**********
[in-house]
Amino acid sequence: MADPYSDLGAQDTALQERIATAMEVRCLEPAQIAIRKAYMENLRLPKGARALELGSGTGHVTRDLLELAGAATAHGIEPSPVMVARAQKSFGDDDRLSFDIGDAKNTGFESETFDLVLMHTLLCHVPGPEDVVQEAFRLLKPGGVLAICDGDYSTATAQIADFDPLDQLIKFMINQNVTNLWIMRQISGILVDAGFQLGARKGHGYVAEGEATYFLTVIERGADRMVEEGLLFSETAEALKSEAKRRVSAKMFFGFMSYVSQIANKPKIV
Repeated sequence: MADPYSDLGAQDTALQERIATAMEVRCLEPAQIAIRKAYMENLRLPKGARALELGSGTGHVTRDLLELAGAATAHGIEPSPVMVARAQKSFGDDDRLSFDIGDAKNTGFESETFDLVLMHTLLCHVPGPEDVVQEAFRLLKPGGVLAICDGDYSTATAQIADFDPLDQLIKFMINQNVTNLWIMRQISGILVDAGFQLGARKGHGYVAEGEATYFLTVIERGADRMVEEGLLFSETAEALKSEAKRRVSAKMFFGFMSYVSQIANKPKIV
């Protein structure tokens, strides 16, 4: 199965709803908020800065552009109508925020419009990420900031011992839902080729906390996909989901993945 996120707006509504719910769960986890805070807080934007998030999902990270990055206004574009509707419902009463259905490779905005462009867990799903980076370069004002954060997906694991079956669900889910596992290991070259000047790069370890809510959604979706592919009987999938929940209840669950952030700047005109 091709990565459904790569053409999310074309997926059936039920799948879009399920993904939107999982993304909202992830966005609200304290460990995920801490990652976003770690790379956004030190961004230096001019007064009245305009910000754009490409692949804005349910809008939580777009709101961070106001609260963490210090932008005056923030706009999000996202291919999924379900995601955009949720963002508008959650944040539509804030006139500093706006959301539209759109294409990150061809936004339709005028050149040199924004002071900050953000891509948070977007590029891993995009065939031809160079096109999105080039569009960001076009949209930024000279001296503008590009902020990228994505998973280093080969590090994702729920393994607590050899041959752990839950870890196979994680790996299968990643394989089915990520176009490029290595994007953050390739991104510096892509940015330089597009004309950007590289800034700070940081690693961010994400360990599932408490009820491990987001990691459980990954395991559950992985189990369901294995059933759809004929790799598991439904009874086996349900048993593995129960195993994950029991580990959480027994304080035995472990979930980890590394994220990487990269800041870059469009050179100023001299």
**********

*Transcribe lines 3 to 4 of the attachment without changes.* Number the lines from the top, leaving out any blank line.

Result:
Repeated sequence: MADPYSDLGAQDTALQERIATAMEVRCLEPAQIAIRKAYMENLRLPKGARALELGSGTGHVTRDLLELAGAATAHGIEPSPVMVARAQKSFGDDDRLSFDIGDAKNTGFESETFDLVLMHTLLCHVPGPEDVVQEAFRLLKPGGVLAICDGDYSTATAQIADFDPLDQLIKFMINQNVTNLWIMRQISGILVDAGFQLGARKGHGYVAEGEATYFLTVIERGADRMVEEGLLFSETAEALKSEAKRRVSAKMFFGFMSYVSQIANKPKIV
């Protein structure tokens, strides 16, 4: 199965709803908020800065552009109508925020419009990420900031011992839902080729906390996909989901993945 996120707006509504719910769960986890805070807080934007998030999902990270990055206004574009509707419902009463259905490779905005462009867990799903980076370069004002954060997906694991079956669900889910596992290991070259000047790069370890809510959604979706592919009987999938929940209840669950952030700047005109 091709990565459904790569053409999310074309997926059936039920799948879009399920993904939107999982993304909202992830966005609200304290460990995920801490990652976003770690790379956004030190961004230096001019007064009245305009910000754009490409692949804005349910809008939580777009709101961070106001609260963490210090932008005056923030706009999000996202291919999924379900995601955009949720963002508008959650944040539509804030006139500093706006959301539209759109294409990150061809936004339709005028050149040199924004002071900050953000891509948070977007590029891993995009065939031809160079096109999105080039569009960001076009949209930024000279001296503008590009902020990228994505998973280093080969590090994702729920393994607590050899041959752990839950870890196979994680790996299968990643394989089915990520176009490029290595994007953050390739991104510096892509940015330089597009004309950007590289800034700070940081690693961010994400360990599932408490009820491990987001990691459980990954395991559950992985189990369901294995059933759809004929790799598991439904009874086996349900048993593995129960195993994950029991580990959480027994304080035995472990979930980890590394994220990487990269800041870059469009050179100023001299």